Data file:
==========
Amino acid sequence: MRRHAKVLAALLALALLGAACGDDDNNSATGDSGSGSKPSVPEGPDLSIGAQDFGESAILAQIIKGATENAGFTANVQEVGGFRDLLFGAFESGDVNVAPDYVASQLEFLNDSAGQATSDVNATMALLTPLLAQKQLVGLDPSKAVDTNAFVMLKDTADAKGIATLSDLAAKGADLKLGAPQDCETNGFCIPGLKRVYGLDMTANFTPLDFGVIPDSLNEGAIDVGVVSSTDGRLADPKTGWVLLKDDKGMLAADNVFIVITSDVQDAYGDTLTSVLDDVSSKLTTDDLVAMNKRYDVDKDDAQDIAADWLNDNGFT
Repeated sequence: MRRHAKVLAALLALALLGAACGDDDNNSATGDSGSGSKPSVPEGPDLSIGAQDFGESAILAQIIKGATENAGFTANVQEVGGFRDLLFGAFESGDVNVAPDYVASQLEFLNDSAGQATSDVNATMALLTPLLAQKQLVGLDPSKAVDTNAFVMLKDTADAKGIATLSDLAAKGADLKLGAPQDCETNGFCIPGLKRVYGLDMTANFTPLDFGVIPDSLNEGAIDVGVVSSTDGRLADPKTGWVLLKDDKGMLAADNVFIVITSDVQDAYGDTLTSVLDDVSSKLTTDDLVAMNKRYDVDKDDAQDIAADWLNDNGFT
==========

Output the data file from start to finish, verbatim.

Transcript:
Amino acid sequence: MRRHAKVLAALLALALLGAACGDDDNNSATGDSGSGSKPSVPEGPDLSIGAQDFGESAILAQIIKGATENAGFTANVQEVGGFRDLLFGAFESGDVNVAPDYVASQLEFLNDSAGQATSDVNATMALLTPLLAQKQLVGLDPSKAVDTNAFVMLKDTADAKGIATLSDLAAKGADLKLGAPQDCETNGFCIPGLKRVYGLDMTANFTPLDFGVIPDSLNEGAIDVGVVSSTDGRLADPKTGWVLLKDDKGMLAADNVFIVITSDVQDAYGDTLTSVLDDVSSKLTTDDLVAMNKRYDVDKDDAQDIAADWLNDNGFT
Repeated sequence: MRRHAKVLAALLALALLGAACGDDDNNSATGDSGSGSKPSVPEGPDLSIGAQDFGESAILAQIIKGATENAGFTANVQEVGGFRDLLFGAFESGDVNVAPDYVASQLEFLNDSAGQATSDVNATMALLTPLLAQKQLVGLDPSKAVDTNAFVMLKDTADAKGIATLSDLAAKGADLKLGAPQDCETNGFCIPGLKRVYGLDMTANFTPLDFGVIPDSLNEGAIDVGVVSSTDGRLADPKTGWVLLKDDKGMLAADNVFIVITSDVQDAYGDTLTSVLDDVSSKLTTDDLVAMNKRYDVDKDDAQDIAADWLNDNGFT